Hello my friends, and welcome back to part two of the How to Land a Band series! If you haven’t checked out Part 1, I suggest you check it out now. So far we’ve learned that our most advantageous technique for scouting bands is our good old friend the internet. I’m going to give you a few of my own personal methods for finding leads, so please feel free to incorporate them with your approach and mix/match where you see fit.
Today we’ll be focusing on:
ReverbNation and Facebook.
Before we dive right into how to use these sites, there are a few components you want to keep an eye (and an ear) out for.
Know Your Own Talent Level
Firstly, you want to know your talent level and what you can realistically produce. Having an honest understanding of your skills will allow you to bring in the right clients to your studio. When I say skills, I’m going to umbrella gear into that description.
I know what you’re thinking, “gear doesn’t count as a skill!” Well, you’re right and you’re wrong. In actuality, your gear has no bearing on your expertise with your DAW. Perhaps you can fly through the Pro Tools hotkeys like a wizard and you have the elastic audio prowess of a freaking ninja, but if you don’t have the right gear, none of it will translate properly. It’s honestly the difference between Slash ripping a solo through a Les Paul or an out of tune Squier. The difference is, as producers, our finished product is indicative of our talents. So if something sounds ‘off’ when our records are all said and done, others will see that as a poor reflection of us.
When listening to a prospective band, make sure you can create a product that sounds even better than what you hear. If the quality outweighs what you’re capable of making, then your best bet is to move on and search for someone you’re more likely to land – there’s no sense in wasting time.
Here’s a great approach to Facebooking bands. Start with a local band that you either know, or have worked with. Sift through their page and look for past and future shows. Start a word document and jot down some of the band names you see. Once you have a comfortable list of bands, you can search for them on Facebook.
*Note: When messaging these bands be careful not to message too many acts from the same bill. Bands talk to one another, and if your name comes up, you may come off as more of a spammer then as a genuinely interested producer.
Search local. You can actually type in your Zip code and search for bands in your immediate vicinity! If you want to go even further, you can even search by genre. You may need to jump ahead a few pages to bypass some of the bigger acts. (It would be really hard to land Eric Johnson, or The Killers.) Honestly, since Facebook is the super giant that it is I would search for the band on Facebook and message them through the FB messenger. If they aren’t on Facebook, search for an email address or a phone number and go with that.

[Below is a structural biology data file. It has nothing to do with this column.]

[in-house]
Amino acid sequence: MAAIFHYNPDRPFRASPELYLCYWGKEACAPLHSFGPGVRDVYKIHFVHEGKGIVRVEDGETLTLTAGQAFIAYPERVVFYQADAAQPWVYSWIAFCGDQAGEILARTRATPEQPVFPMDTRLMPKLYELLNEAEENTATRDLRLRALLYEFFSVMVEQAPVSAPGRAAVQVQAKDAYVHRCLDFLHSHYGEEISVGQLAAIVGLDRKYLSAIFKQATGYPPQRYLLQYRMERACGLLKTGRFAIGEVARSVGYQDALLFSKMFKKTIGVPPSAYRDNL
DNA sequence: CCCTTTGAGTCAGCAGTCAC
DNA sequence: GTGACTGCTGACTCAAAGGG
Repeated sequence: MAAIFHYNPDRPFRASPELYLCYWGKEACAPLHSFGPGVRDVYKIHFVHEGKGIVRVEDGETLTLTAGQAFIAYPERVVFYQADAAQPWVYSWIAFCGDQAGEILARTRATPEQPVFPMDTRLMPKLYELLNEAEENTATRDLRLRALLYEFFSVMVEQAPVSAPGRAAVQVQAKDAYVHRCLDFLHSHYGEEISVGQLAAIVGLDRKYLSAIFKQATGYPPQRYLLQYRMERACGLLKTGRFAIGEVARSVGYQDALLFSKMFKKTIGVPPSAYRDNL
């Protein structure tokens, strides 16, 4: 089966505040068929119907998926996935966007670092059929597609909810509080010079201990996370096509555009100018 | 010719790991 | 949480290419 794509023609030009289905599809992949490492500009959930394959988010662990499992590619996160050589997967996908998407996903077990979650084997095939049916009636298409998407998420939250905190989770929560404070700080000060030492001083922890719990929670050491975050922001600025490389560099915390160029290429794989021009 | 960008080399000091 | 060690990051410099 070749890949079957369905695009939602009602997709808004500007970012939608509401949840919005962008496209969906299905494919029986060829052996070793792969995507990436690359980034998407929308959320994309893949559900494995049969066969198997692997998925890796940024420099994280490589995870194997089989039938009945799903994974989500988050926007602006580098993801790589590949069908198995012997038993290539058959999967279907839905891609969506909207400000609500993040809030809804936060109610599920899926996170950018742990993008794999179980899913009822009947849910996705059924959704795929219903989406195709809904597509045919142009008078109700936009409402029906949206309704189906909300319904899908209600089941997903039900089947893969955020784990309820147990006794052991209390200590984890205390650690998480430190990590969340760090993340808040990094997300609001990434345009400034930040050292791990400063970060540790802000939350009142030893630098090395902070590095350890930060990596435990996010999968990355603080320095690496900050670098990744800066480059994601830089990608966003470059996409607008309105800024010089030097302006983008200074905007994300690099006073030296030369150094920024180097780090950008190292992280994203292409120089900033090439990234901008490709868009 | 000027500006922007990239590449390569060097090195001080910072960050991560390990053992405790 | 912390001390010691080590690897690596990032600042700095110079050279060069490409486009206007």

Currently Active Bands
One thing you’re going to want to pay immediate attention to is how active a band is on their social media platforms. I always cross reference everything to Facebook. If you search a band and they haven’t posted a status in 3 years, don’t waste your time messaging them, they probably broke up. Generally anything past 2 months is bad news, and remember, the more active they are, the more likely they are to record some new material.
*Note: On ReverbNation, you can actually search upcoming shows in your area. This is a great indicator of active bands.
Likes and Fans
The better you get at this whole messaging game, the more you start to understand your wheelhouse. For producers just starting out, you’ll want to look for bands in a similar position. For the most part, you’ll be more likely to land a band between 0 and 400 Likes on FB or Fans on RN. You can always aim higher, but it’ll save you a lot of time knowing exactly the types of bands you’re getting positive responses from. The more you produce, the higher your Like threshold will grow.
*Note: Starting your own producer page on Facebook is very helpful when it comes to band responses. If they see you’re established and have a respectable number of likes, it’ll make them more prone to work with you.
Potential of the Band
The last thing I like to check for when scouting is overall potential. If I see a band with a name like “Screaming Pussy Fart”, that’s generally a project I want to avoid. To me, they don’t sound like they’re taking things too seriously, so I don’t even want to waste my time. Trust me, once you start doing this for a long time, you’ll see that the names of bands really do represent their members.
First impressions aside, some signs of potential include great songwriting, (despite lackluster recordings), awesome content, (videos, posts, etc…) and an overall “wow factor”. You want to work with artists that you can push to the next level and help to reach their fullest potential. You’ll start to see how much of a difference you can make, especially when you work with artists who climb from 300 Likes to 3,000 in a matter of months. A lot of it is the band yes, but a ton can be contributed to the brains behind the scenes and quality recordings.
I hope you were able to take away some insight from this article, and I hope it helps you on your hunt for new projects. As we move forward, we’ll cover the next aspect which is writing the perfect message to a band. After that we’ll discuss how to respond to interested parties, how to bring them into your studio, and all of the up and down factors that go along with the whole hunting process.
If you learned anything from this article, please share it and leave a comment below. As always, thanks for reading!